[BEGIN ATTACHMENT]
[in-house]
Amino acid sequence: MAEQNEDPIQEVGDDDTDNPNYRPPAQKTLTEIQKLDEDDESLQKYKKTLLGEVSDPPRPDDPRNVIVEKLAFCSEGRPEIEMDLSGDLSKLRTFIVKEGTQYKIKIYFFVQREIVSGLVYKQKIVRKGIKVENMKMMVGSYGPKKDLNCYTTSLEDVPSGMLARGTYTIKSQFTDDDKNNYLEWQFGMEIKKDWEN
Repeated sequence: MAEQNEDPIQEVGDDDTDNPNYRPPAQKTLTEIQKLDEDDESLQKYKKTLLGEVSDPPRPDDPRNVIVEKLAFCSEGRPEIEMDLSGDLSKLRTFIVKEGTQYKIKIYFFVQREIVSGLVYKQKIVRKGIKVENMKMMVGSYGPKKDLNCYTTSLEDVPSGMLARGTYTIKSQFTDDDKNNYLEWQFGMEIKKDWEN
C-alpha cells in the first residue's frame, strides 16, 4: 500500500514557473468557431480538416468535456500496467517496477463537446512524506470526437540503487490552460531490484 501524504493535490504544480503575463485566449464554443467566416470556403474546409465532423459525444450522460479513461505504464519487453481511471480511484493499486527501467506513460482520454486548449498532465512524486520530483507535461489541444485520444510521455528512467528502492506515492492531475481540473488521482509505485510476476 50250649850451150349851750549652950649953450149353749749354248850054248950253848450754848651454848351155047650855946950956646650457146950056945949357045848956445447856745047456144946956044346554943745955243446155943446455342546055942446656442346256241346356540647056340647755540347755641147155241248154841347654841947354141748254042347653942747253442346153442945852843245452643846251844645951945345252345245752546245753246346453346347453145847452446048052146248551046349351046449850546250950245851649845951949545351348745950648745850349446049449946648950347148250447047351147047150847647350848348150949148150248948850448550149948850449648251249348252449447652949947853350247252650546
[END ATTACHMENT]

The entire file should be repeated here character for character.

[in-house]
Amino acid sequence: MAEQNEDPIQEVGDDDTDNPNYRPPAQKTLTEIQKLDEDDESLQKYKKTLLGEVSDPPRPDDPRNVIVEKLAFCSEGRPEIEMDLSGDLSKLRTFIVKEGTQYKIKIYFFVQREIVSGLVYKQKIVRKGIKVENMKMMVGSYGPKKDLNCYTTSLEDVPSGMLARGTYTIKSQFTDDDKNNYLEWQFGMEIKKDWEN
Repeated sequence: MAEQNEDPIQEVGDDDTDNPNYRPPAQKTLTEIQKLDEDDESLQKYKKTLLGEVSDPPRPDDPRNVIVEKLAFCSEGRPEIEMDLSGDLSKLRTFIVKEGTQYKIKIYFFVQREIVSGLVYKQKIVRKGIKVENMKMMVGSYGPKKDLNCYTTSLEDVPSGMLARGTYTIKSQFTDDDKNNYLEWQFGMEIKKDWEN
C-alpha cells in the first residue's frame, strides 16, 4: 500500500514557473468557431480538416468535456500496467517496477463537446512524506470526437540503487490552460531490484 501524504493535490504544480503575463485566449464554443467566416470556403474546409465532423459525444450522460479513461505504464519487453481511471480511484493499486527501467506513460482520454486548449498532465512524486520530483507535461489541444485520444510521455528512467528502492506515492492531475481540473488521482509505485510476476 50250649850451150349851750549652950649953450149353749749354248850054248950253848450754848651454848351155047650855946950956646650457146950056945949357045848956445447856745047456144946956044346554943745955243446155943446455342546055942446656442346256241346356540647056340647755540347755641147155241248154841347654841947354141748254042347653942747253442346153442945852843245452643846251844645951945345252345245752546245753246346453346347453145847452446048052146248551046349351046449850546250950245851649845951949545351348745950648745850349446049449946648950347148250447047351147047150847647350848348150949148150248948850448550149948850449648251249348252449447652949947853350247252650546